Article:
A company planning to provide New Zealand with a new connection to faster internet has secured important links with American investors.
Pacific Fibre, due to build a second fibre-optic cable from New Zealand and Australia to the US, announced the conclusion of its fourth round of funding yesterday, raising over $5.5 million including contributions from Valar Ventures.
Valar Ventures is the local investment arm of Peter Thiel, co-founder and former chief executive of e-commerce business PayPal.
As well as the financial contribution, Valar Ventures puts Pacific Fibre on a better footing with US investors as the company moves into its crucial financing stage to secure the US$300-400 million ($395-526 million) needed for the project.
"[Valar Ventures'] West Coast networks and Wall St experience will be a great help to us as we enter the major financing phase," said Pacific Fibre's chief executive Mark Rushworth.
The former Vodafone chief marketing officer is a founder of the company which also has backing from Trade Me founder Sam Morgan, The Warehouse's Sir Stephen Tindall and Xero founder Rod Drury.
"It's the link, the networks to the US [that are important]. That's why we've looked across our entire shareholder base making sure we've got heavyweight investors with strong contacts in Australia, New Zealand and now the US," Rushworth added.
With Pacific Fibre planning to have its funding secure by September, Rushworth said there was still a lot of work to do, but he was confident enough would be gathered for the "railroads of today".
"If you look across New Zealand technology and infrastructure we're one of the key games in town. We've got governments in Australia and New Zealand investing billions of dollars in fibre-to-the-home, which is going to generate another huge kicker in demand for international bandwidth.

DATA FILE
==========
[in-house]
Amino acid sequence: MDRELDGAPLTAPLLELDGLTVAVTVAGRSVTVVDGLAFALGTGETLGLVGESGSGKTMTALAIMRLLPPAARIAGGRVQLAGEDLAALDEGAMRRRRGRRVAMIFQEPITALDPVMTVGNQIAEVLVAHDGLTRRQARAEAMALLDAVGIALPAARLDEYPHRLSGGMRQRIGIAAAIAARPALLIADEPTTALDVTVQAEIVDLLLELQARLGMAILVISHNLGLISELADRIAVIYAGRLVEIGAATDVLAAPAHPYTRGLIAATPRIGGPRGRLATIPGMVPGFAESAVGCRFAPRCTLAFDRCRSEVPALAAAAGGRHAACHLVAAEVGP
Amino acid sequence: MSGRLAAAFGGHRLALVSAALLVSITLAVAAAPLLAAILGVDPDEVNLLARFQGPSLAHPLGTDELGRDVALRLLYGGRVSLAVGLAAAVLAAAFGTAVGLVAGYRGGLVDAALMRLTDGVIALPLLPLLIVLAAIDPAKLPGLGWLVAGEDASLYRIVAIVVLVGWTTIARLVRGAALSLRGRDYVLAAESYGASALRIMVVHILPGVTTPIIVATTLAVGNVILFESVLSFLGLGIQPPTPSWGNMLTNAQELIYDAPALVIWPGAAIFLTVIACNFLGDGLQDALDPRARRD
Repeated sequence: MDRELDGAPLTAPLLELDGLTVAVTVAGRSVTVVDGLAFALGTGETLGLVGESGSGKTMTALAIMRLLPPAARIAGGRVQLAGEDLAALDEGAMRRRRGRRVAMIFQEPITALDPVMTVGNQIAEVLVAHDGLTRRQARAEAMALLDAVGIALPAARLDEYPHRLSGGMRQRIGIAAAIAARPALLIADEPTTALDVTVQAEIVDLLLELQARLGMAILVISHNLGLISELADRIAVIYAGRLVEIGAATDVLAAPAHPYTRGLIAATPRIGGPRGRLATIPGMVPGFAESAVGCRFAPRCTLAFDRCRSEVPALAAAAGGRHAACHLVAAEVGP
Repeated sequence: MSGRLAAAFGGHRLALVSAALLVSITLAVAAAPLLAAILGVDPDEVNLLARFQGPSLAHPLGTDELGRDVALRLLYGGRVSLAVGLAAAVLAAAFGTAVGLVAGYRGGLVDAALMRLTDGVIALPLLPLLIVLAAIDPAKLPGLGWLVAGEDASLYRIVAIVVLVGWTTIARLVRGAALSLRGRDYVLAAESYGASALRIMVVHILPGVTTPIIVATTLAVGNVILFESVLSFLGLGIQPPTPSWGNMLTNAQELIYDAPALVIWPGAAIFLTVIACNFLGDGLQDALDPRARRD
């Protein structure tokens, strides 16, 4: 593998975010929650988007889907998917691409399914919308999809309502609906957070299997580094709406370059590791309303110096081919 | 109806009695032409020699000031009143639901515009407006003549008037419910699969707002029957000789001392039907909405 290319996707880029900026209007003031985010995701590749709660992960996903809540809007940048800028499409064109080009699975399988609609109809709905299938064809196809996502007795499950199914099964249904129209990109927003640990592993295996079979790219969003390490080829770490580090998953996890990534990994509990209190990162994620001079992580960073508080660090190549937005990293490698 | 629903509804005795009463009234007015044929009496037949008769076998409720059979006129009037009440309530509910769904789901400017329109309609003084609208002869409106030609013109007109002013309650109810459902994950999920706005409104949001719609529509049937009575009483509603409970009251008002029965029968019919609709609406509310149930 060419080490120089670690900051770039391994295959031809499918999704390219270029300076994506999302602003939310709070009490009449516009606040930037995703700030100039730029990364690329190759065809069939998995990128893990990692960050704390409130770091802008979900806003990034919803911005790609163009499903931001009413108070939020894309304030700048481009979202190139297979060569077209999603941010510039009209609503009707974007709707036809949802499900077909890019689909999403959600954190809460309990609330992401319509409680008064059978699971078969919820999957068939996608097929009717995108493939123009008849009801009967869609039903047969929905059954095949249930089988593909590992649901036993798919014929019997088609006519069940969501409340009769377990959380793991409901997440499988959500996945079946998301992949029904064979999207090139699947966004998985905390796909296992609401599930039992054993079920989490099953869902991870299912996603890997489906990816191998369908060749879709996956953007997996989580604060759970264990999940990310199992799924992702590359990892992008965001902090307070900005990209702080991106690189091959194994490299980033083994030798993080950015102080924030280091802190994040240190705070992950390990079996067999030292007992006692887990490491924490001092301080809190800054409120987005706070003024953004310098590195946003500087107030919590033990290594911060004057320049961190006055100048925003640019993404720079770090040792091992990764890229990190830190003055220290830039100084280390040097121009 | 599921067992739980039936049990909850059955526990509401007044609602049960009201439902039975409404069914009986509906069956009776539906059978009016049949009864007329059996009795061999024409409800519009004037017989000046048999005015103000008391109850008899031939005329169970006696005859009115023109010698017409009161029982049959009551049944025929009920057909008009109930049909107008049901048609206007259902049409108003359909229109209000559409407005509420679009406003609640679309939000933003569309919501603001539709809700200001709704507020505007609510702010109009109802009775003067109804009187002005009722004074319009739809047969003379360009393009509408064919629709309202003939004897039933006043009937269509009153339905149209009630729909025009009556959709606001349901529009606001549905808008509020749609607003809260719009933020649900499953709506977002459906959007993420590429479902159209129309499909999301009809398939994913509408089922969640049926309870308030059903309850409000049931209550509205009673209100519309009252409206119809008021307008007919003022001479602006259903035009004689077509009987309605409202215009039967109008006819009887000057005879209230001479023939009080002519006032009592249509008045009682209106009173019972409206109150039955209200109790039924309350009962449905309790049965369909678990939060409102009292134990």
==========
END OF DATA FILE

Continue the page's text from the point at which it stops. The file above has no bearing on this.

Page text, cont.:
"It doesn't take a rocket scientist to work out there's a strong business case here and it's a key piece of infrastructure that both countries need in order to maximise fibre."
The cable is the second fibre line out of New Zealand and is needed as the demand for internet bandwidth (the rate at which data can be received and sent) exceeds what the current Southern Cross cable can provide.
Pacific Fibre claims its cable will have five times the capacity of Southern Cross' and will lower prices by introducing competition.
Rushworth said the company would soon put the call out to Australasian, Asian and US investors and was in the process of discussing additional finance with banks. The bank loans would then be offset by contracts with internet providers planning to tap into the line once it is completed.
This year Pacific Fibre plans to select the vendor who will supply the materials needed to build the cable.
"We're issuing a request for proposals and will have the vendor selected and signed by end of the second quarter, with financing for the full bill to match," he said.
If both funding and a supplier is agreed upon, Rushworth said the project would be on track to meet its planned completion date.